DBATS as I like to call him flew into my world like a whirlwind and although he's a handful at times I just love this guy! He's now my partner in crime and working on my imagery with me. Whether he's behind a camera or with his Wacom pen in hand tweaking my images this guy is a true artist. Not to mention I love his drive to entertain and educate photographers through his web series Photothrowdown. So glad this guy popped into a Google Hangout one day, little did I know what I was in for!
- Peter Hurley
About Damian Battinelli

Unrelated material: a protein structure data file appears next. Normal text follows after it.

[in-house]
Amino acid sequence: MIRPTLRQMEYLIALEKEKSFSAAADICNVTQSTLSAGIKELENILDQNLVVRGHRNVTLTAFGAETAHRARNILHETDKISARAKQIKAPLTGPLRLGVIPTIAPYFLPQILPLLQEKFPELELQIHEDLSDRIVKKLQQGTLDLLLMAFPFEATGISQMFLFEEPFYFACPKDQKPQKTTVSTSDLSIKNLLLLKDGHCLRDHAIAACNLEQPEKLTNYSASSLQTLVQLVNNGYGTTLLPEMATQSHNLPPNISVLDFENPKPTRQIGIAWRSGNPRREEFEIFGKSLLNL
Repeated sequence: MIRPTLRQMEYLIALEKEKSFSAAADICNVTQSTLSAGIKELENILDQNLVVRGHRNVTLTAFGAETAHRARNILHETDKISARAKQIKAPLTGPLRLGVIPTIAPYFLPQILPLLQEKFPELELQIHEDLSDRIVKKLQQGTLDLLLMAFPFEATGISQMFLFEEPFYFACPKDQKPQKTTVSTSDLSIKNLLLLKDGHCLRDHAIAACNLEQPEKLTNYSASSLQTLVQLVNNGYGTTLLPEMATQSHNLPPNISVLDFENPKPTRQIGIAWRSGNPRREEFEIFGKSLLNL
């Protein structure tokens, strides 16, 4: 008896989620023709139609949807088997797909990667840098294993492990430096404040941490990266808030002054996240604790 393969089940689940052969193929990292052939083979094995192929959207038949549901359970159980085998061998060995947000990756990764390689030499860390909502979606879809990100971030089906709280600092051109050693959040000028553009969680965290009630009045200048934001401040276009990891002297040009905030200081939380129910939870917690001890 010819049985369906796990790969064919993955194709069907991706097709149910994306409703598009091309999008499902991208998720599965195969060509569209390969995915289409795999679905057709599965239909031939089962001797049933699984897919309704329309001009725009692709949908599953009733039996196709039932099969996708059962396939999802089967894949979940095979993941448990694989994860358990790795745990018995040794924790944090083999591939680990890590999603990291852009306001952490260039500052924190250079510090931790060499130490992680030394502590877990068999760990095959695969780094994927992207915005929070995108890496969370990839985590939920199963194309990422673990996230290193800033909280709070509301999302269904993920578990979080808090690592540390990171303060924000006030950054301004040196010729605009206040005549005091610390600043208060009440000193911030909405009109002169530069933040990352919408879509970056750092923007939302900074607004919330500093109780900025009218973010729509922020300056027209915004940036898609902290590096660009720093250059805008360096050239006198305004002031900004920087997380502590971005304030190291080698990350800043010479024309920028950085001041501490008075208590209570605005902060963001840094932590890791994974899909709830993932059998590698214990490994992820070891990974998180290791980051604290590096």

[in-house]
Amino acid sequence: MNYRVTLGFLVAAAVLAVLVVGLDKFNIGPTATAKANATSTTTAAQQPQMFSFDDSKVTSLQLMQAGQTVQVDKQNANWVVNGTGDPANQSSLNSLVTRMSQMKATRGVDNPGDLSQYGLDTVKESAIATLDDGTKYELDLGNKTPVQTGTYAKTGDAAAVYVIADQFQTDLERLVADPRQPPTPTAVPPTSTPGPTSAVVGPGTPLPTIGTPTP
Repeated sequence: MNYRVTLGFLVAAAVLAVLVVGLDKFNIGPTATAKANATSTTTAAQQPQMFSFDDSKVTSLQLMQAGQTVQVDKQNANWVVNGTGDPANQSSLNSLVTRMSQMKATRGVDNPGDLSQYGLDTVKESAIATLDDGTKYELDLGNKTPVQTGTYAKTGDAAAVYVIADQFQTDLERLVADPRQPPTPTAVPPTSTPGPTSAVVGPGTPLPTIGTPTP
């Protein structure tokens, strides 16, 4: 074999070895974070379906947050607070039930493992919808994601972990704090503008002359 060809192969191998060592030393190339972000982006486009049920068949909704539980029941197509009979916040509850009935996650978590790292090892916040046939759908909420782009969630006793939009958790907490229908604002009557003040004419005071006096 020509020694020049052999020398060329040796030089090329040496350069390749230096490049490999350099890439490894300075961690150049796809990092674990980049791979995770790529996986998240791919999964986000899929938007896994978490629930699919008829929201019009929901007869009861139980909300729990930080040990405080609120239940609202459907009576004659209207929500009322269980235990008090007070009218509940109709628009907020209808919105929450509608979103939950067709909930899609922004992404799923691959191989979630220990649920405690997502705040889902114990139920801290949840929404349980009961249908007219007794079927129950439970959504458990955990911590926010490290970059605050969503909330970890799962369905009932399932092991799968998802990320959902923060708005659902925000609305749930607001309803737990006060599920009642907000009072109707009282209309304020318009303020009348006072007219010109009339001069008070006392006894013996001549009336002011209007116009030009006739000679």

I picked up a camera in 1995 when I turned 15 years old. Why? Had I been influenced by my Grandfather who was, at one point, a product photographer for Kodak? Maybe by my Father who was an amateur photographer, mostly taking pictures of his children and every so often, entering a calendar contest with one of his butterfly images. Either way, I think they both influenced me. When I was a child, maybe 7 years old, my Grandfather taught me a profound lesson in drawing. Just one. He drew a plastic jack-o-lantern decoration that was resting on our kitchen bay window. After all, it was Halloween. He spoke about form, depth, and perspective. I can remember him telling me to lock my wrist to draw a circle. I was in awe! In the coming years I drew everything from the Sunday comics to my He-Man action figures. Hell, I'm sure I drew a couple of my sister's My Little Pony toys. I couldn't get enough. Eventually, I started to draw live people. I guess I could finally consider myself an artist. I wasn't half bad! Within a few years I grew tired of drawing. I needed to branch out. A camera! It was, in my opinion, an inevitable transition. I wasn't good at painting because I couldn't control it like graphite. I didn't have the patience. It was a 35mm, Pentax P30T that fell into the price range my Father was willing to pay for something he wasn't sure I'd enjoy. But, he was so proud and excited I wanted to learn! He gave me all of his reference books that he had studied himself, full of side notes and highlighted sentences. We looked through his collection of slides multiple times. He was very proud of those as well. My parents were divorced and his slides were his jewels. Some of his most prized possessions. He would often become weepy while looking through the slides, sometimes projected on a white wall to save himself from the hassle of setting up the screen. We often bonded over our photos and spoke (almost a foreign language to some) about aperture, shutter speed, and f-stops. It was like our very own little club! I loved every minute of it. Even after his death in 2004, I've continued to take pictures all the while remembering our little "club." His slides? Well, they're my jewels now.